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J Clin Epidemiol. 2015 Apr;68(4):412-7. doi: 10.1016/j.jclinepi.2014.10.008. Epub 2014 Dec 29.

Citation searches are more sensitive than keyword searches to identify studies using specific measurement instruments.

Author information

1
Department of Rehabilitation Sciences, Sealy Center on Aging, The University of Texas Medical Branch, 301 University Blvd, Galveston, TX 77555-0177, USA.
2
Department of Health Services Research, The University of Texas MD Anderson Cancer Center, 1400 Pressler St, Houston, TX 77030, USA.
3
Research Medical Library, The University of Texas MD Anderson Cancer Center, 1400 Pressler St, Houston, TX 77030, USA.
4
Department of Rehabilitation Sciences, Sealy Center on Aging, The University of Texas Medical Branch, 301 University Blvd, Galveston, TX 77555-0177, USA. Electronic address: bvolk@mdanderson.org.

Abstract

OBJECTIVES:

To compare the effectiveness of two search methods in identifying studies that used the Control Preferences Scale (CPS), a health care decision-making instrument commonly used in clinical settings.

STUDY DESIGN AND SETTING:

We searched the literature using two methods: (1) keyword searching using variations of "Control Preferences Scale" and (2) cited reference searching using two seminal CPS publications. We searched three bibliographic databases [PubMed, Scopus, and Web of Science (WOS)] and one full-text database (Google Scholar). We report precision and sensitivity as measures of effectiveness.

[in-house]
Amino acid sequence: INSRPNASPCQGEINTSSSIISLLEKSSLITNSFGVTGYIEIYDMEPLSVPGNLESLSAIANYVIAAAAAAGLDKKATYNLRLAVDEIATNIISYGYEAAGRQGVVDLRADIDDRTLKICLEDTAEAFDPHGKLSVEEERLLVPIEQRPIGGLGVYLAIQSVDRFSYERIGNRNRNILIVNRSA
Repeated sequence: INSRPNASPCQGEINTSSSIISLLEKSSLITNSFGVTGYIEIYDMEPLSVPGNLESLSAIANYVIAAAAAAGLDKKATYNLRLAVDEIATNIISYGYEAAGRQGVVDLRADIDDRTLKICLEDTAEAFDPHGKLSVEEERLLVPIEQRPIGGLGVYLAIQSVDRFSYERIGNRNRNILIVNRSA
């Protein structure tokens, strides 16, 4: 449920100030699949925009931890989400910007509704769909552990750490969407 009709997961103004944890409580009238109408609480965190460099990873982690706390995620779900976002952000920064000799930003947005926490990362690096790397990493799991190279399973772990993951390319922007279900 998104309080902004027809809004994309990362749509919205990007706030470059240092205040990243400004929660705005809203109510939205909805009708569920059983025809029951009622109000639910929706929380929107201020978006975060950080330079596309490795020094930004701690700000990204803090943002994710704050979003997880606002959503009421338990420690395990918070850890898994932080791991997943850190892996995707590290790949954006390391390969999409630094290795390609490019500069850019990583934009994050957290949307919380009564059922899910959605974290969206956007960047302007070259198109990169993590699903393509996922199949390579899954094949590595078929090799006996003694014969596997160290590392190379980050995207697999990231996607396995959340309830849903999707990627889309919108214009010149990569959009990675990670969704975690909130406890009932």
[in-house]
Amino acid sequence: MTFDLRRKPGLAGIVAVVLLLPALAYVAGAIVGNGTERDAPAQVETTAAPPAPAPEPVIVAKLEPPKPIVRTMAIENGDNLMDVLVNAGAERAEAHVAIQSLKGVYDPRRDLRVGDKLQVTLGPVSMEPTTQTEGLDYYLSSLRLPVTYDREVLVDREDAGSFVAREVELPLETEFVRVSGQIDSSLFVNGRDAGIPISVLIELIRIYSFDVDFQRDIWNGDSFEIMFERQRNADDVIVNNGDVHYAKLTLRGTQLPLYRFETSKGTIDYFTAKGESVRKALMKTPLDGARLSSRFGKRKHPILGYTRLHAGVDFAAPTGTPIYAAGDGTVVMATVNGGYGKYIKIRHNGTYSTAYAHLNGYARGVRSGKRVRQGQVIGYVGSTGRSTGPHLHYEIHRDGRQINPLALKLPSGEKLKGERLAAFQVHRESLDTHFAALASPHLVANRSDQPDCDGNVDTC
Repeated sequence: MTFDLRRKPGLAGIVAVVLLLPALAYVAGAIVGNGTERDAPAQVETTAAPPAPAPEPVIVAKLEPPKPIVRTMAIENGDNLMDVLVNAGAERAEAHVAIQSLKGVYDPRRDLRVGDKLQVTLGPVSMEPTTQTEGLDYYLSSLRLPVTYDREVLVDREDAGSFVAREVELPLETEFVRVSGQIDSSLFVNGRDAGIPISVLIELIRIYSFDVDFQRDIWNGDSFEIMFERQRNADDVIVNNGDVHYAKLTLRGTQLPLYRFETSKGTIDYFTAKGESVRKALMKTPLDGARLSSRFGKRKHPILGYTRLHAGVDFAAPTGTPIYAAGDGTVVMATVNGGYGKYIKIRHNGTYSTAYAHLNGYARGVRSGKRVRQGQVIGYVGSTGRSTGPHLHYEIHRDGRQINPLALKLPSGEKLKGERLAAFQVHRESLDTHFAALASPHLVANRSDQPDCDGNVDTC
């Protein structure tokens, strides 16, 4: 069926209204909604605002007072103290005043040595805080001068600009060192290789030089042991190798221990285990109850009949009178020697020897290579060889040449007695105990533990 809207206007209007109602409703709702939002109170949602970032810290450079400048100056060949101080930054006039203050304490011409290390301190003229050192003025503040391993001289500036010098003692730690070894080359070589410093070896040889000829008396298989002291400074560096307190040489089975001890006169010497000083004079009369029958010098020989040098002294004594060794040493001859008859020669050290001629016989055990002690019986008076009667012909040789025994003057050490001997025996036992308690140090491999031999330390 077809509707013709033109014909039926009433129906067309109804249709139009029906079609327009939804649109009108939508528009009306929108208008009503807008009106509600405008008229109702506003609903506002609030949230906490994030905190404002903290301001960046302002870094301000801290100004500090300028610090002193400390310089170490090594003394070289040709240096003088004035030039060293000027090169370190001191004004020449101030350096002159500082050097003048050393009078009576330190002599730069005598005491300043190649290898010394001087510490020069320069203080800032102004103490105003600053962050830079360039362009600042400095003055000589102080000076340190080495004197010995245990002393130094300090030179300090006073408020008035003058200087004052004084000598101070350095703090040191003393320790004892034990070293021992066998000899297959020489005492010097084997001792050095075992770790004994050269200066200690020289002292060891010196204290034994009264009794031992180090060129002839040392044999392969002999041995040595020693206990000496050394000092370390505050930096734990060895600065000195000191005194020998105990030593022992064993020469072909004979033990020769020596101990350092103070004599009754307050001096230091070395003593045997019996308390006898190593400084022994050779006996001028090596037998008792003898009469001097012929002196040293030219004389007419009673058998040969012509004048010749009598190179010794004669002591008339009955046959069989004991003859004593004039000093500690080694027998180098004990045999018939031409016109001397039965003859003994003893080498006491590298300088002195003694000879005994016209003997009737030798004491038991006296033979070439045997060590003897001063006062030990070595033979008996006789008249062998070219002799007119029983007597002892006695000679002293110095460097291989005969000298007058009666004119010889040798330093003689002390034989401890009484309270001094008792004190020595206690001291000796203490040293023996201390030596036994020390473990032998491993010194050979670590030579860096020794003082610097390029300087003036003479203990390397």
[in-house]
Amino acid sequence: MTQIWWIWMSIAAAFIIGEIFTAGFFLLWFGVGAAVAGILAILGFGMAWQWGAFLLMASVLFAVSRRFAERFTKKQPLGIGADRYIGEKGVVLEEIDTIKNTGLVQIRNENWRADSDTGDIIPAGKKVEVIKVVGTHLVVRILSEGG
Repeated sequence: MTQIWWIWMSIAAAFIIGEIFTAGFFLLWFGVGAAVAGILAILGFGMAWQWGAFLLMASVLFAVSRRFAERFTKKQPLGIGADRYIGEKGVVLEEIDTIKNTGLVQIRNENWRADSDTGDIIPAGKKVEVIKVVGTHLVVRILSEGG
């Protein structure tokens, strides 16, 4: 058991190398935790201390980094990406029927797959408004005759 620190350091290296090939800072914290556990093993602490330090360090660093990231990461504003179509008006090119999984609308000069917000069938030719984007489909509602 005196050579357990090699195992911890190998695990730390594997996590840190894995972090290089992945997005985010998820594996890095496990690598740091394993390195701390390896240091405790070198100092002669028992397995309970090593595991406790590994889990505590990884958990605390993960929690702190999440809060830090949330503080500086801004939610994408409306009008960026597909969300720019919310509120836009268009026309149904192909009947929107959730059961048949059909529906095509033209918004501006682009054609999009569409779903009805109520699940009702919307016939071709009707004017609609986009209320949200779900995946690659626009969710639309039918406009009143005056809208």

RESULTS:

Keyword searches in bibliographic databases yielded high average precision (90%) but low average sensitivity (16%). PubMed was the most precise, followed closely by Scopus and WOS. The Google Scholar keyword search had low precision (54%) but provided the highest sensitivity (70%). Cited reference searches in all databases yielded moderate sensitivity (45-54%), but precision ranged from 35% to 75% with Scopus being the most precise.

CONCLUSION:

Cited reference searches were more sensitive than keyword searches, making it a more comprehensive strategy to identify all studies that use a particular instrument. Keyword searches provide a quick way of finding some but not all relevant articles. Goals, time, and resources should dictate the combination of which methods and databases are used.

KEYWORDS:

Information sources; Instruments; Meta-analyses; Methodology; Search methods; Systematic reviews

PMID:
25554521
PMCID:
PMC4593621
DOI:
10.1016/j.jclinepi.2014.10.008
[Indexed for MEDLINE]
Free PMC Article

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